"You can't teach athleticism."
One of the first lessons we learned when MMA was born is that martial arts technique is more valuable than strength and athleticism in realistic, unarmed combat. Otherwise, the meek looking Brazilian in the white bath-robe wouldn't have crunched a grocery list of appendages en route to winning the first few UFC's while changing the way mankind looked at martial arts.
Shortly after, we were taught that -- even though masterful technique will always be of the utmost importance -- being faster, stronger, and more athletic than your opponent certainly isn't going to hurt your chances. The difference between the two revelations is that one of those advantages cannot be learned.
"My deadliest weapon? Definitely my athletic ability," remarked rising prospect Brian Rogers in a conversation this morning. "I'm usually faster and stronger, and it makes my punches, kicks, and everything just a little quicker and more powerful."
Rogers represents one-half of the co-main event in tonight's "Ultimate Cage Battles: Pride and Glory" card, the first show being promoted by former UFC and Pride veteran Dan Bobish. Known as "The Predator", Rogers kicked off his MMA career with an uninspiring 1-2 clip, relying only on four years of experience playing linebacker at the collegiate level and less than two years of MMA training.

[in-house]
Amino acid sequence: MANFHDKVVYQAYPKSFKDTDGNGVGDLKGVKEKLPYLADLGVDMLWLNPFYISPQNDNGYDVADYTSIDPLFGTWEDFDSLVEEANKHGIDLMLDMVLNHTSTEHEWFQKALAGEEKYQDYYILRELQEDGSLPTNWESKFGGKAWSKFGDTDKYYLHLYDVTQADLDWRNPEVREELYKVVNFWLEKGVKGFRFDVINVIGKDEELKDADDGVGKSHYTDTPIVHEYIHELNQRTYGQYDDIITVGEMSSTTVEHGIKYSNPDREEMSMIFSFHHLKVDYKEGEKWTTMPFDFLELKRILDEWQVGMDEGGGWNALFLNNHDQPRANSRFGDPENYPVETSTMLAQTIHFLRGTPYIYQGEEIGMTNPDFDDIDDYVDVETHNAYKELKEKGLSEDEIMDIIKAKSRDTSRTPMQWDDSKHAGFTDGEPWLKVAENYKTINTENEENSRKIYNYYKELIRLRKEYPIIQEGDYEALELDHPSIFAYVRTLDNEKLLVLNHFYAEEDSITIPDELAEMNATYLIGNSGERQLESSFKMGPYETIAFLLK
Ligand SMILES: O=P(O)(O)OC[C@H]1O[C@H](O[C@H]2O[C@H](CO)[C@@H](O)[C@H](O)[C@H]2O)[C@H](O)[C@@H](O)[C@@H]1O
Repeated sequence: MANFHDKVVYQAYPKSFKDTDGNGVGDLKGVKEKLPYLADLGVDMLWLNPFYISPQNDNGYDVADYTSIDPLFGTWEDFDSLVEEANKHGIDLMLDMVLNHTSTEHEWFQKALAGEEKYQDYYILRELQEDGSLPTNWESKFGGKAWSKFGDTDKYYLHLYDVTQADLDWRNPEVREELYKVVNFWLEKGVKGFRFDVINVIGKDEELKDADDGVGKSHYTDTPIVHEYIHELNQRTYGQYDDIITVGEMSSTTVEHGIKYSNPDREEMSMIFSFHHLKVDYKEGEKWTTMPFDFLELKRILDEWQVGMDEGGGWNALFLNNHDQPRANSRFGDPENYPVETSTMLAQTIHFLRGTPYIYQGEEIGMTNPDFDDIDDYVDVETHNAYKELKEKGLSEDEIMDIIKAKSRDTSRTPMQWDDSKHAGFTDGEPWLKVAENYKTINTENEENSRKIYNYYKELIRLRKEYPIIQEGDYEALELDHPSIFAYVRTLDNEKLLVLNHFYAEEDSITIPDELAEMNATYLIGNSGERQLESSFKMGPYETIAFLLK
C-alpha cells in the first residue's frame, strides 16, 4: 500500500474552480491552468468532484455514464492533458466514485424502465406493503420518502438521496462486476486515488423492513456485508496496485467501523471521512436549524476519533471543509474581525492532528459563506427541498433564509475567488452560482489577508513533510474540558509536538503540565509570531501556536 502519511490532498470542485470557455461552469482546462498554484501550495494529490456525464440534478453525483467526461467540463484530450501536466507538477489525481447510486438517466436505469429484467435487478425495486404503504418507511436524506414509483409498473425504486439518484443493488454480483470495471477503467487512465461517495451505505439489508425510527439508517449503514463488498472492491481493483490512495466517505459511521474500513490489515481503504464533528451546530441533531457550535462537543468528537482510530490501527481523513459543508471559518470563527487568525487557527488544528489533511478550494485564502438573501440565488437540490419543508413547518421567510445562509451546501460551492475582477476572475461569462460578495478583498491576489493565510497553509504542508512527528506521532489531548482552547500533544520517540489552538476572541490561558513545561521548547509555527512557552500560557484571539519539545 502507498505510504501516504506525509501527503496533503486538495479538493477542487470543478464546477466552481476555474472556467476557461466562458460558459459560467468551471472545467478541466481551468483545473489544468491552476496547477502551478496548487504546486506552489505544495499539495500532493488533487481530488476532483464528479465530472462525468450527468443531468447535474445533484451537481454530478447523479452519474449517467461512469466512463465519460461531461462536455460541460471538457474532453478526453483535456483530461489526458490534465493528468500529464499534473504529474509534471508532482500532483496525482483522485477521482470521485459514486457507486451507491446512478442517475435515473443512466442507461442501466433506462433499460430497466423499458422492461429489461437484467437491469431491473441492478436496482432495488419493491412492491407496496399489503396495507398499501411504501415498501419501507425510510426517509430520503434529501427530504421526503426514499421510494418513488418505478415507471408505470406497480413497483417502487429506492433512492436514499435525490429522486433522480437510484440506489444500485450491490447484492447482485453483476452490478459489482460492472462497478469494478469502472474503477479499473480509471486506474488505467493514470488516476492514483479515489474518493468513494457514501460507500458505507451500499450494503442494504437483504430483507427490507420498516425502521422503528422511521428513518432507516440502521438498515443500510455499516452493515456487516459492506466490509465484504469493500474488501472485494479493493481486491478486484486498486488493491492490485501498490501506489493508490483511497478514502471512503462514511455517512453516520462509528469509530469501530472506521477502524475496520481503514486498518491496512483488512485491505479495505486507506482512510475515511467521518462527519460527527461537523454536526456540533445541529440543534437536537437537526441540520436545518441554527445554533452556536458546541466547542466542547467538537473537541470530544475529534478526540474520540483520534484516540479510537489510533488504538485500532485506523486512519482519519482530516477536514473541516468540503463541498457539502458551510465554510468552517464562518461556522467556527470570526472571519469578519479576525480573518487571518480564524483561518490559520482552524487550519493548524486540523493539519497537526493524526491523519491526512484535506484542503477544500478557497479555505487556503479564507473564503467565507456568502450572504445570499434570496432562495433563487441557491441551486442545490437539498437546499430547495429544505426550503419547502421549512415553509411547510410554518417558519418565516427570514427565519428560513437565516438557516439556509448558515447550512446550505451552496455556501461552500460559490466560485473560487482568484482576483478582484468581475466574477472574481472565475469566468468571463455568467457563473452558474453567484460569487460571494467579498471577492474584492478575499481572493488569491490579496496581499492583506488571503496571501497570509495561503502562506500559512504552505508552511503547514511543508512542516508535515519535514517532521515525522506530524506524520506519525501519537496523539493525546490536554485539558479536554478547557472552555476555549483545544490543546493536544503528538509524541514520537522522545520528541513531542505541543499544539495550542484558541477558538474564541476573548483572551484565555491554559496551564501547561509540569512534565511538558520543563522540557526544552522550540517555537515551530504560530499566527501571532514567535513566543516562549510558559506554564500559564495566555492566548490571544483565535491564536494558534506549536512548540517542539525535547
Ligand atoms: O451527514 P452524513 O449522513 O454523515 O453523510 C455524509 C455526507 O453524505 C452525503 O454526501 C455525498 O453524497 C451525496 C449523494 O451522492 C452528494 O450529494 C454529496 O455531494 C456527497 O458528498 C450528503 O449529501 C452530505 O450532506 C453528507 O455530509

However, now that he's been able to accrue some serious mat-time (holding his own with brown and black belts in sparring sessions) while honing his heavy-handed striking game to complement his god-given prowess, Rogers has reeled off four consecutive wins: each coming quickly in the first round, with merciless aggression, and ending by vicious TKO. Plainly revealing his strategy for tonight without the slightest hesitation, Rogers intends to end his opponent's night early in the same fashion.
"He's a ground guy; a top-player with a good open guard, but I'm not worried about that," he remarked with confidence. "He'll try to take me down, but I'll be looking to sprawl and brawl." Originally scheduled to face 6'4" submission specialist Steve Cotterman, Rogers isn't sweating the last-minute match-up change either, even though new foe Robert Conner is more experienced and has faced UFC-caliber opposition.
"That's happened before, so it doesn't matter to me. My original opponent was 6'4", so [Conner] will be a little easier to bang with."
Though fans are mostly concerned with in-cage specifics, it's worth noting that Rogers' uncanny abilities stretch into his personal life as well. In Akron, OH., Rogers is a teacher for special-needs children; a formidable task that requires an immense heart and a lot of patience.
Stay tuned to TheGarv.com for the results of Dan Bobish's "Ultimate Cage Battles" first event later tonight, where we'll find out if Brian "The Predator" Rogers can further his win-streak and continue to rise above the crowd.